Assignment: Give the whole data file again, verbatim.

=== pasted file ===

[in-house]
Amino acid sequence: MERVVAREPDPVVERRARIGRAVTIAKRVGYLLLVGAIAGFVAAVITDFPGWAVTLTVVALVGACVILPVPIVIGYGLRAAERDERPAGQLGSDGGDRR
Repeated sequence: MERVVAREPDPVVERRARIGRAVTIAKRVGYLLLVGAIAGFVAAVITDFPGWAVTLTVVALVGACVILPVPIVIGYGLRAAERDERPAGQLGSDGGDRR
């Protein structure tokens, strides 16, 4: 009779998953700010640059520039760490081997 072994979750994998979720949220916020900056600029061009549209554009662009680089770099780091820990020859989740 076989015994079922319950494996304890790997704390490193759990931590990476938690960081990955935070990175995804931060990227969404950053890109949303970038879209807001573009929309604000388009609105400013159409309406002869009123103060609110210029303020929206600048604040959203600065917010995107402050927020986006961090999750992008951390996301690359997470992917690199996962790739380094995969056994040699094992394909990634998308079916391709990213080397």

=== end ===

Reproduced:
[in-house]
Amino acid sequence: MERVVAREPDPVVERRARIGRAVTIAKRVGYLLLVGAIAGFVAAVITDFPGWAVTLTVVALVGACVILPVPIVIGYGLRAAERDERPAGQLGSDGGDRR
Repeated sequence: MERVVAREPDPVVERRARIGRAVTIAKRVGYLLLVGAIAGFVAAVITDFPGWAVTLTVVALVGACVILPVPIVIGYGLRAAERDERPAGQLGSDGGDRR
């Protein structure tokens, strides 16, 4: 009779998953700010640059520039760490081997 072994979750994998979720949220916020900056600029061009549209554009662009680089770099780091820990020859989740 076989015994079922319950494996304890790997704390490193759990931590990476938690960081990955935070990175995804931060990227969404950053890109949303970038879209807001573009929309604000388009609105400013159409309406002869009123103060609110210029303020929206600048604040959203600065917010995107402050927020986006961090999750992008951390996301690359997470992917690199996962790739380094995969056994040699094992394909990634998308079916391709990213080397």